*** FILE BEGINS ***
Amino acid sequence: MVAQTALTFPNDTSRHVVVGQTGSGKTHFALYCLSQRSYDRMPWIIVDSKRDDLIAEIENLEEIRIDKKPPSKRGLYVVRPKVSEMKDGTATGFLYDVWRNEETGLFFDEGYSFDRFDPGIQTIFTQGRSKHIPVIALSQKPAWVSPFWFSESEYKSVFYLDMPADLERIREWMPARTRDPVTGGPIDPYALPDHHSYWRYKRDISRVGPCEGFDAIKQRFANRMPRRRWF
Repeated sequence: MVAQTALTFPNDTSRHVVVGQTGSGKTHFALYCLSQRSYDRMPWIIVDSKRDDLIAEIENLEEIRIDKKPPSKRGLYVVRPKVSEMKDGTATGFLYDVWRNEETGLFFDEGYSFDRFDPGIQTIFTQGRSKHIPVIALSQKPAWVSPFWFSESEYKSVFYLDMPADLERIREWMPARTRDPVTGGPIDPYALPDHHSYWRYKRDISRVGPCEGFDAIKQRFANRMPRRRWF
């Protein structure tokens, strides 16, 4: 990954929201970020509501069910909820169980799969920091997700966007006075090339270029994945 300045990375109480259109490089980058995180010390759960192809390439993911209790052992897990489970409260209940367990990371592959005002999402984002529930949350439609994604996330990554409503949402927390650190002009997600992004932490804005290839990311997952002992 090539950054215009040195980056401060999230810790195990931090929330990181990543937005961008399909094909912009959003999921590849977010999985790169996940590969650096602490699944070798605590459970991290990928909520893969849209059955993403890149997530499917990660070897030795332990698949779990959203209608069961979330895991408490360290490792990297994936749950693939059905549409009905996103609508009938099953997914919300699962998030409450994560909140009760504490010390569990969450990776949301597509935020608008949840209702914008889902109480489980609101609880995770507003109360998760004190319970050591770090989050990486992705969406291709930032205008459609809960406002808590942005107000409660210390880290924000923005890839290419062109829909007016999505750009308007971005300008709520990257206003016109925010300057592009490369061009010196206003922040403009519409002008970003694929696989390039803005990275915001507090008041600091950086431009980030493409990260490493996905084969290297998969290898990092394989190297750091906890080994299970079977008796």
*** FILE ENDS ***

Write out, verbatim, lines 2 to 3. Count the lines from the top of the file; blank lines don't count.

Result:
Repeated sequence: MVAQTALTFPNDTSRHVVVGQTGSGKTHFALYCLSQRSYDRMPWIIVDSKRDDLIAEIENLEEIRIDKKPPSKRGLYVVRPKVSEMKDGTATGFLYDVWRNEETGLFFDEGYSFDRFDPGIQTIFTQGRSKHIPVIALSQKPAWVSPFWFSESEYKSVFYLDMPADLERIREWMPARTRDPVTGGPIDPYALPDHHSYWRYKRDISRVGPCEGFDAIKQRFANRMPRRRWF
């Protein structure tokens, strides 16, 4: 990954929201970020509501069910909820169980799969920091997700966007006075090339270029994945 300045990375109480259109490089980058995180010390759960192809390439993911209790052992897990489970409260209940367990990371592959005002999402984002529930949350439609994604996330990554409503949402927390650190002009997600992004932490804005290839990311997952002992 090539950054215009040195980056401060999230810790195990931090929330990181990543937005961008399909094909912009959003999921590849977010999985790169996940590969650096602490699944070798605590459970991290990928909520893969849209059955993403890149997530499917990660070897030795332990698949779990959203209608069961979330895991408490360290490792990297994936749950693939059905549409009905996103609508009938099953997914919300699962998030409450994560909140009760504490010390569990969450990776949301597509935020608008949840209702914008889902109480489980609101609880995770507003109360998760004190319970050591770090989050990486992705969406291709930032205008459609809960406002808590942005107000409660210390880290924000923005890839290419062109829909007016999505750009308007971005300008709520990257206003016109925010300057592009490369061009010196206003922040403009519409002008970003694929696989390039803005990275915001507090008041600091950086431009980030493409990260490493996905084969290297998969290898990092394989190297750091906890080994299970079977008796």